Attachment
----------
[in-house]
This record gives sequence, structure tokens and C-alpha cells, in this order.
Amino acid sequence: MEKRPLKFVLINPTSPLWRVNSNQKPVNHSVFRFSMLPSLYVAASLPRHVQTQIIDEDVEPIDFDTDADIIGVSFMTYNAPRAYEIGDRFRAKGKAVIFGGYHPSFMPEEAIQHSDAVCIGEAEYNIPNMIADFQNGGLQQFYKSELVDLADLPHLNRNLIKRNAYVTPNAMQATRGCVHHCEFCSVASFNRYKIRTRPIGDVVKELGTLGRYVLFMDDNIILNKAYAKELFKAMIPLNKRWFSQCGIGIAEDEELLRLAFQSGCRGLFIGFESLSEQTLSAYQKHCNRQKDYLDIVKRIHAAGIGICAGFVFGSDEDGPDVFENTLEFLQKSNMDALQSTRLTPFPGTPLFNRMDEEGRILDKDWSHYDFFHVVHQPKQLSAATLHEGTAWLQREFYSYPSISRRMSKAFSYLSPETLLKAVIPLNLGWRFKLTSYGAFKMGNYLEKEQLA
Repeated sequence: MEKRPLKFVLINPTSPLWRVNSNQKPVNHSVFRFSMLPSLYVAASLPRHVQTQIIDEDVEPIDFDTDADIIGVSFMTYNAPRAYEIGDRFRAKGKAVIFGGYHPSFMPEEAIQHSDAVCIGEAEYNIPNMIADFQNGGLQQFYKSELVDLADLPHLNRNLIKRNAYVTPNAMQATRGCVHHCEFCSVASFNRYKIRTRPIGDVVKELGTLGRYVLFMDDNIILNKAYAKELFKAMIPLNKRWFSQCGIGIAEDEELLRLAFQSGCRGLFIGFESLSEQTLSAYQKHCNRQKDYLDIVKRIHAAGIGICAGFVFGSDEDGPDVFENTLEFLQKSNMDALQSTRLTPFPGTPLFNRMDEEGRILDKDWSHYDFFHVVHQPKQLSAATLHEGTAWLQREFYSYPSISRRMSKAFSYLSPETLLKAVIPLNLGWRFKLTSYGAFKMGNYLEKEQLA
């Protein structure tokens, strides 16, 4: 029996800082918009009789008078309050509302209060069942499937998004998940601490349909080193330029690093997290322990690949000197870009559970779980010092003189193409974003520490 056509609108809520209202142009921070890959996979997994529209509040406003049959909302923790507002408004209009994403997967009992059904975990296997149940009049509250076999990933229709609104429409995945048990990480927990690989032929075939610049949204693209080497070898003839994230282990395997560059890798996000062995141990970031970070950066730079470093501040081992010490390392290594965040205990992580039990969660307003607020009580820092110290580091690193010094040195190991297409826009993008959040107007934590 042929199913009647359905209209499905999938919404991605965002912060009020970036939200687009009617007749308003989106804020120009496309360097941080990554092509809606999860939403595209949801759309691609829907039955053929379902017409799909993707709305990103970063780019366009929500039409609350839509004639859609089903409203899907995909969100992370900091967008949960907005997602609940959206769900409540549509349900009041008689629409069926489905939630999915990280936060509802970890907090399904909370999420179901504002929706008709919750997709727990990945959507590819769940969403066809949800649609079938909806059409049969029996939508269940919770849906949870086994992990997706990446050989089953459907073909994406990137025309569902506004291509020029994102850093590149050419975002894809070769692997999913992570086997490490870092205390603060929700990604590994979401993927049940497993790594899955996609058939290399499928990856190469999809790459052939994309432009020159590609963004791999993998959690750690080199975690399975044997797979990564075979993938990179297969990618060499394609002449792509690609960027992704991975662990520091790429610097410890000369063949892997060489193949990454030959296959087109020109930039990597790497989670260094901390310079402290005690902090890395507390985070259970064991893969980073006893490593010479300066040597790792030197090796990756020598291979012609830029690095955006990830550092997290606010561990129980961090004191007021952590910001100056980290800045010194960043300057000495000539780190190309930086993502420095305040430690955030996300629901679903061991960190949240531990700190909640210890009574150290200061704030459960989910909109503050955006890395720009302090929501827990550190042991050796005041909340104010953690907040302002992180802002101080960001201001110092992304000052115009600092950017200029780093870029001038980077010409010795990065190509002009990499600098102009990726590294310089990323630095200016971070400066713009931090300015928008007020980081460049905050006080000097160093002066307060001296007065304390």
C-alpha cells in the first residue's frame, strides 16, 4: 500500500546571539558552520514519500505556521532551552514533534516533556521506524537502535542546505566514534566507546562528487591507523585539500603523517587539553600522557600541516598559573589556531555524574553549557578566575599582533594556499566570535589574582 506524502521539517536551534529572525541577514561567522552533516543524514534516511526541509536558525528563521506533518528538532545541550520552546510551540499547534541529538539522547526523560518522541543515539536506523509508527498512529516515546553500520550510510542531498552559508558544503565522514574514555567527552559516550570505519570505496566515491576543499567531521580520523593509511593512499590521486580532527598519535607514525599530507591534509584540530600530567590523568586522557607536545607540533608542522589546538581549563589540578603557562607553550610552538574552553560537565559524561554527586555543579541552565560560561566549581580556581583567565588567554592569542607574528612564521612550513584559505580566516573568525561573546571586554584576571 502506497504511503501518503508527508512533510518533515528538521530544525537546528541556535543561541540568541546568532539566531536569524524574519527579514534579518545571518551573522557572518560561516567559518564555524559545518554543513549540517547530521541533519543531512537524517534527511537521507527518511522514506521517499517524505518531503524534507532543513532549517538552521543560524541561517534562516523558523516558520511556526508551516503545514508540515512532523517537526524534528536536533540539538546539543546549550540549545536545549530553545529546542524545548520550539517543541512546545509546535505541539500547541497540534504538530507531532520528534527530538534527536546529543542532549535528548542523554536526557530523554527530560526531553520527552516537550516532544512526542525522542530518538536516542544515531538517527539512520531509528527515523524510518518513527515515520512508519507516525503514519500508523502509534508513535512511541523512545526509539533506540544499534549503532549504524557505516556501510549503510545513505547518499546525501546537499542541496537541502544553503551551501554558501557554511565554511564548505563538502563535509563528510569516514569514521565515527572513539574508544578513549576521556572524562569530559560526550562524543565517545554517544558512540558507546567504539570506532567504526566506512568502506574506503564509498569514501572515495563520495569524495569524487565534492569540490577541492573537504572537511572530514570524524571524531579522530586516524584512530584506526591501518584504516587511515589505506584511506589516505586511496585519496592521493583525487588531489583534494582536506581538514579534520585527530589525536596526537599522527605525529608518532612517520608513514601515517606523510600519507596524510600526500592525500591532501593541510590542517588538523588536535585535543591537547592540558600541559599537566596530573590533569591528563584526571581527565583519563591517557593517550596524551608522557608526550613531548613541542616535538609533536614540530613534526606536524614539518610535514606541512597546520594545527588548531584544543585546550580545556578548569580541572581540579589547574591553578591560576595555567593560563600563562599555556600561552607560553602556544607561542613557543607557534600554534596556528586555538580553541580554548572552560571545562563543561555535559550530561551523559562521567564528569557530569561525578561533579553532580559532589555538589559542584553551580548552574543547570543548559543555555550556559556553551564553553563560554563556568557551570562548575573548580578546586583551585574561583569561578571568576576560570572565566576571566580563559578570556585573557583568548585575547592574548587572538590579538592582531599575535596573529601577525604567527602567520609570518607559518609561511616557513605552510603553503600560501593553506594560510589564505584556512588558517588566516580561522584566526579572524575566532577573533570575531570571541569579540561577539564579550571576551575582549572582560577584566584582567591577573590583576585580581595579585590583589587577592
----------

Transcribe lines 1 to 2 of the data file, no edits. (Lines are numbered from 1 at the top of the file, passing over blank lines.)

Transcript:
[in-house]
This record gives sequence, structure tokens and C-alpha cells, in this order.